British Columbia

Sign banning breastfeeding sparks social media backlash

The owner of the cafe in Telkwa, B.C. says he will have to adapt to the fact that women have the right to breastfeed in public, but he's still uncomfortable with the idea.

'Use a cloth or something to cover yourself,' said sign placed in northern B.C. cafe

An image of a person breastfeeding a baby.
A Telkwa, B.C. cafe owner who posted a no-breastfeeding sign in his business said he didn't know a woman's right to breastfeed in public is protected in B.C. (Reuters)

A sign posted inside a coffee shop in northern British Columbia, instructing women to cover themselves if breastfeeding inside the cafe has sparked criticism at the cafe owner.

"Breastfeeding … use a cloth or something to cover yourself or you will be refused service or asked to leave," the sign read.

The words, posted in the Telkwa Baeckerei-Kaffeehaus near Smithers, B.C. ignited a social media backlash.

"When we suggest to women that we should be covered we are suggesting to them that somehow breastfeeding is inherently a sexual act or that it is wrong," said breastfeeding advocate Jaclyn Logan.

"It's misogynistic."

Sign removed 

The cafe's owner, Matthias Lexow, said he has apologized to several people affected by the sign and has learned plenty about human rights law in B.C.

Lexow said he mounted the sign, which has since been removed, in a bid to appease customers who he said had complained.

He admitted he too is uncomfortable with seeing women's bare chests.

"It is not that I'm disrespectful to women, it's actually the opposite. I prefer to see my customers with their clothes on.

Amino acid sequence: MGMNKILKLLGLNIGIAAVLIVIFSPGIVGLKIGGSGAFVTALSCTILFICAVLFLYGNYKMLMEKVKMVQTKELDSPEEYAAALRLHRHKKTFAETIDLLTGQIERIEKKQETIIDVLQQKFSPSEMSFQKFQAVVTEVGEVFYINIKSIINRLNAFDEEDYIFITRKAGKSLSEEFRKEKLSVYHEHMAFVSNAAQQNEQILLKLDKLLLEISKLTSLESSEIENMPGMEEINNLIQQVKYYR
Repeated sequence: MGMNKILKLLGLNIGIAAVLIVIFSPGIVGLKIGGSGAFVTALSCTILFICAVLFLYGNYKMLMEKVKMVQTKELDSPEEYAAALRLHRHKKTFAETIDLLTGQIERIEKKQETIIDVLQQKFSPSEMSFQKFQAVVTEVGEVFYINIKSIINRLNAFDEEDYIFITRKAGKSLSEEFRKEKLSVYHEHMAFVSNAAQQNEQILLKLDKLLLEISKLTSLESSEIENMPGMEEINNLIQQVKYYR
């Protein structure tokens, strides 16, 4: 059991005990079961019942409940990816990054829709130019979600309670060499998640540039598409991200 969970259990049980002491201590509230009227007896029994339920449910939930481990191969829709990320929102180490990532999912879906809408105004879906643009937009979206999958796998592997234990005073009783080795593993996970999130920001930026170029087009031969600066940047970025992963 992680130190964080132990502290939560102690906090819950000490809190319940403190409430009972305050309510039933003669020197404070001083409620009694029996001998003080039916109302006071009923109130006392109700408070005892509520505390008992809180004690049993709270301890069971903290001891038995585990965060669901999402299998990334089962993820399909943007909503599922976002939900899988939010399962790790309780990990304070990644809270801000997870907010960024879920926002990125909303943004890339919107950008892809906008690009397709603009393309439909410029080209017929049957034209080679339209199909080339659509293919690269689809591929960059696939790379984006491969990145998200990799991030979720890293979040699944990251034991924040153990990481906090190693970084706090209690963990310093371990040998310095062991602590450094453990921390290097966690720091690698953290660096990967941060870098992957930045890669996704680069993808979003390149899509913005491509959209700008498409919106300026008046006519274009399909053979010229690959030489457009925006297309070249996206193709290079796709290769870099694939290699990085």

"It doesn't matter to me if it's a man or a woman," he told CBC reporter Wil Fundal.

Under B.C. human rights law, women have the right to breastfeed in public spaces and businesses.

​While the restaurant is not technically a public space, Robyn Durling, a spokesperson for the B.C. Human Rights Clinic, said in this instance, it might as well be.

Option to look away, says advocate

"Any place that's a service commonly available to the public must accommodate women, Durling said. "If they can, the appropriate accommodation is to actually make a space for them to breastfeed.

But Lexow said he must still get used to the fact that "a young mother can expose herself in any environment as she likes," in British Columbia.

Logan suggested anyone bothered by a baby on the breast could simply look away.

The backlash on social media began when Eva McNulty heard about the sign and posted her concerns online.

"I had to write something about it because it's just so outrageous," McNulty said, adding she was surprised by the traction her post received online.

Soon, hundreds of people had left negative comments and reviews, saying they wouldn't return to the bakery.

With files from Wil Fundal and Daybreak North